2,783 posts, read 2,054,159 times
Reputation: 2028
Quote:
Originally Posted by seain dublin View Post
...
Sorry, I would not feel the same way about someone who treated you like this. Doesn't mean you stop speaking to them, you just remember going forward how they were when you're in need. In difficult situations you find out who is there for you and who isn't, and it's not always the people you think it is.
When the chips are down you find out who is really your friend and whose isn't.

Happened to me years back. This doesn't mean I won't talk with the person.

However, I remember when I needed help who was there and who wasn't
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Old 05-18-2016, 05:53 PM
 
1,475 posts, read 458,552 times
Reputation: 777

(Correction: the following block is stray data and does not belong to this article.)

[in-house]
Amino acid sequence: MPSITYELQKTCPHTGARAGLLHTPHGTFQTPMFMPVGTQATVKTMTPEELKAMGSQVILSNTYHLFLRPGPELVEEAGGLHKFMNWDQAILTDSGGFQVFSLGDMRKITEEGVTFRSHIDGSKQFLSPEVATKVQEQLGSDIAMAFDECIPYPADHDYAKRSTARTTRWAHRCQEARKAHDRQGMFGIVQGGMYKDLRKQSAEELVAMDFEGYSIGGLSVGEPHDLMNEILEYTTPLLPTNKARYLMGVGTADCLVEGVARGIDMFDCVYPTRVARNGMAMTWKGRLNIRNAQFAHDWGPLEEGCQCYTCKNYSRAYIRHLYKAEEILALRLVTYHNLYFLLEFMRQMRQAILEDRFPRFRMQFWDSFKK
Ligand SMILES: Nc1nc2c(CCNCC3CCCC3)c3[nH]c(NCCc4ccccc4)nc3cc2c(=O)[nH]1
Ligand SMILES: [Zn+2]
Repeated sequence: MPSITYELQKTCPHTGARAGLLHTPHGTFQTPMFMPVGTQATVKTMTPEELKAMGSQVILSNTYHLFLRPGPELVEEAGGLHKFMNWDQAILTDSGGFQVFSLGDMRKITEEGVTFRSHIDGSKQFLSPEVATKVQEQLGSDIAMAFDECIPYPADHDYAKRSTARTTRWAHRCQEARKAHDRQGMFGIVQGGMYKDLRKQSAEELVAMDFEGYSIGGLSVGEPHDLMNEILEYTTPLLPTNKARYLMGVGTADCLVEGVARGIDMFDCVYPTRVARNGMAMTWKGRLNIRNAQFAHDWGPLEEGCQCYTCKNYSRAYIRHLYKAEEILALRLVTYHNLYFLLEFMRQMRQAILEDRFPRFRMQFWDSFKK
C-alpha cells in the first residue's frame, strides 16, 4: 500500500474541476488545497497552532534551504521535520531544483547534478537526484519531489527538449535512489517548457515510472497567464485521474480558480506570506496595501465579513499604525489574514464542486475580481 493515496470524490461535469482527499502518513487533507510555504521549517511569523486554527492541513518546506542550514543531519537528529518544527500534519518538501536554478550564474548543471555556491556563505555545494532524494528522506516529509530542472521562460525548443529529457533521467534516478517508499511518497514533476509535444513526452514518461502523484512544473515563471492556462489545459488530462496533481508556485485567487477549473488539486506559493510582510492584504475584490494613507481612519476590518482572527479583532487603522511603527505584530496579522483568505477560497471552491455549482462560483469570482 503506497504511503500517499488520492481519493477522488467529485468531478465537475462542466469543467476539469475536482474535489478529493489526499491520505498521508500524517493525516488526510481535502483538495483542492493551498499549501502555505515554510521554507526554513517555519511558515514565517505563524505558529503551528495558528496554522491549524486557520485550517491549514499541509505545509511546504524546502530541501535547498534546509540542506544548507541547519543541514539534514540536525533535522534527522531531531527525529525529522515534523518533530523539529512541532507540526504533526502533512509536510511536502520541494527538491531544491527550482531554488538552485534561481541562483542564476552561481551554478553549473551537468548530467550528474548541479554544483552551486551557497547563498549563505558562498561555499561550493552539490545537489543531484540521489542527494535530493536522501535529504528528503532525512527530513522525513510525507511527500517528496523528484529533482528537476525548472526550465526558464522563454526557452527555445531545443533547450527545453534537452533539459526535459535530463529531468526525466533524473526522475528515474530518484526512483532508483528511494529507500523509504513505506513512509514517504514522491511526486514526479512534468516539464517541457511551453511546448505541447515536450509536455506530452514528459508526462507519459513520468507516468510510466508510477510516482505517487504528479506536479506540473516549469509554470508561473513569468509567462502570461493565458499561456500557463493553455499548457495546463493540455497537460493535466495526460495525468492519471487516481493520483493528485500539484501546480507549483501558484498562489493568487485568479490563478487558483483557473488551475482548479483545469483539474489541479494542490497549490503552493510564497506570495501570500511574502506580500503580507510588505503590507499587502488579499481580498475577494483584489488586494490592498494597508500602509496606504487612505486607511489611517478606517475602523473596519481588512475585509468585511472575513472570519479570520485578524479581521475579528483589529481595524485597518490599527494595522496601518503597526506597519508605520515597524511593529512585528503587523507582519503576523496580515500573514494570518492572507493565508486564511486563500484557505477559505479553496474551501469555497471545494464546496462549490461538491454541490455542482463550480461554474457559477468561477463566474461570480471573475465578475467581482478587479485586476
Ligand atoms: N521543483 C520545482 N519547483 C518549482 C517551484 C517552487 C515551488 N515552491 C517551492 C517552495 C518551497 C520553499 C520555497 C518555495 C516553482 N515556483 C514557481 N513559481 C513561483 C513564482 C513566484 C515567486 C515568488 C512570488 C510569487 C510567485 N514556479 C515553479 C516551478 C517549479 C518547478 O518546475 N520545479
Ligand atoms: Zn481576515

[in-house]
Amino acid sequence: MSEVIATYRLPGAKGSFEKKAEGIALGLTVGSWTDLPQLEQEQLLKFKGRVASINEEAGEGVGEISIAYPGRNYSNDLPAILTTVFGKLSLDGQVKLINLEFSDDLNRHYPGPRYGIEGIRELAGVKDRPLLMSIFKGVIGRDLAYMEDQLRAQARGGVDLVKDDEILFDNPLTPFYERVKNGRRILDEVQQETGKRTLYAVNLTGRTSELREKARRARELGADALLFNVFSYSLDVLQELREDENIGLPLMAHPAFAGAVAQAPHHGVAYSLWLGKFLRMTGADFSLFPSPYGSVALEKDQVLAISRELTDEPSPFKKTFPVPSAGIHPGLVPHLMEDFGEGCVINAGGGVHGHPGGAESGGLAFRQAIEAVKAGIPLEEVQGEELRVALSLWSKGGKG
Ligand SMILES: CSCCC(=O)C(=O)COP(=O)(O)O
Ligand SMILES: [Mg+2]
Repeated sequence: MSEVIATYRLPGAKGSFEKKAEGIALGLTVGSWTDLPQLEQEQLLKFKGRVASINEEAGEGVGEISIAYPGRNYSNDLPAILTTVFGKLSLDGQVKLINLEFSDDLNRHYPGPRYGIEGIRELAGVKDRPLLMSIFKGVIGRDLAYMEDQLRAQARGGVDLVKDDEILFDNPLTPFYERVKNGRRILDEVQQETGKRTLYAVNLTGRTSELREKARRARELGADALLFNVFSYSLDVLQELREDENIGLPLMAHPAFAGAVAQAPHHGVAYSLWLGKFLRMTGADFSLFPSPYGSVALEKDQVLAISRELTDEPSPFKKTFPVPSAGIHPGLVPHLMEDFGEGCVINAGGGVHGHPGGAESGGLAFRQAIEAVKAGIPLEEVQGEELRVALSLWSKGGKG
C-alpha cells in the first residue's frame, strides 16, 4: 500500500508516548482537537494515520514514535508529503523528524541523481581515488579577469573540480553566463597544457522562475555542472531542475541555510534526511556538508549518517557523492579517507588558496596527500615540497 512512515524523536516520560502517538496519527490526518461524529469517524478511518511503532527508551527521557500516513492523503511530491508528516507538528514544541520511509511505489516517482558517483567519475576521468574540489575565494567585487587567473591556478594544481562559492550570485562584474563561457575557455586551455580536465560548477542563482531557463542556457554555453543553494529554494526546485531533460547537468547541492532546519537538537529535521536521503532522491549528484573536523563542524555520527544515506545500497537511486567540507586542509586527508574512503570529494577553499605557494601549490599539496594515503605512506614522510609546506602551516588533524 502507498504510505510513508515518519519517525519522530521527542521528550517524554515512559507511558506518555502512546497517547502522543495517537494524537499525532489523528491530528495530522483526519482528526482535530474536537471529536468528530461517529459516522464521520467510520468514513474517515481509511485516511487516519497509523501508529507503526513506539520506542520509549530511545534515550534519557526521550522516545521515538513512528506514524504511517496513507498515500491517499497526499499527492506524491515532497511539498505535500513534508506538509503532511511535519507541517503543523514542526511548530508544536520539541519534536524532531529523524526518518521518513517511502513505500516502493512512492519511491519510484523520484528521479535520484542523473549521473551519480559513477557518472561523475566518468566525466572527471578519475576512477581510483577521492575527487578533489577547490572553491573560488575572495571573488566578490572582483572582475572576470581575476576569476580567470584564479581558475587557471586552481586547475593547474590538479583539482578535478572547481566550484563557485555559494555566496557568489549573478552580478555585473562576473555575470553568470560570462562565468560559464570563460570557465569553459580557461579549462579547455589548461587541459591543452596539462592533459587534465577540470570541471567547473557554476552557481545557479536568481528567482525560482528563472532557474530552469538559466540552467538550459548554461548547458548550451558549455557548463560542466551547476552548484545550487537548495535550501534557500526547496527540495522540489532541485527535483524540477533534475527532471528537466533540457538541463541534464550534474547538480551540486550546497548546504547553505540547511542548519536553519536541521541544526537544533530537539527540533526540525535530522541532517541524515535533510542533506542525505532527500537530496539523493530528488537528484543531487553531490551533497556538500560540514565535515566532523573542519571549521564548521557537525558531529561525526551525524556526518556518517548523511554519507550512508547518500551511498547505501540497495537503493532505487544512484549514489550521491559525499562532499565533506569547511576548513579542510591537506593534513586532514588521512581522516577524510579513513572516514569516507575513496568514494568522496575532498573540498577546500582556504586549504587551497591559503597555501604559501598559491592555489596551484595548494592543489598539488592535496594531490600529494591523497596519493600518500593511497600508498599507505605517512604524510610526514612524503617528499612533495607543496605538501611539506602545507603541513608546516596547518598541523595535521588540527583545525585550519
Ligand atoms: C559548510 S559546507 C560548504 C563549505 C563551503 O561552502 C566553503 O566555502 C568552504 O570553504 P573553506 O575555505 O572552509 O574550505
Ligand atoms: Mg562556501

Quote:
Originally Posted by Tumf View Post
^THIS!

I'm very sorry for your dad's passing. Mine is 93 and mom is 84, so I don't know first hand what it's like - but I know it can't be a happy go lucky feeling... by any means.

Your cousin was honest with you. You said you wish she'd would have lied - I find that hard to fully believe. You say that, but none of us like to be deceived... ever. No matter what it's over, we all much more prefer the truth.

She may regret not going and tending to her child's needs - but that's on her. Having her attend would not have brought your dad back - or eased the pain any. Her being there may have been supportive of you, but her goal is to first tend to her child, and that's the job of a parent.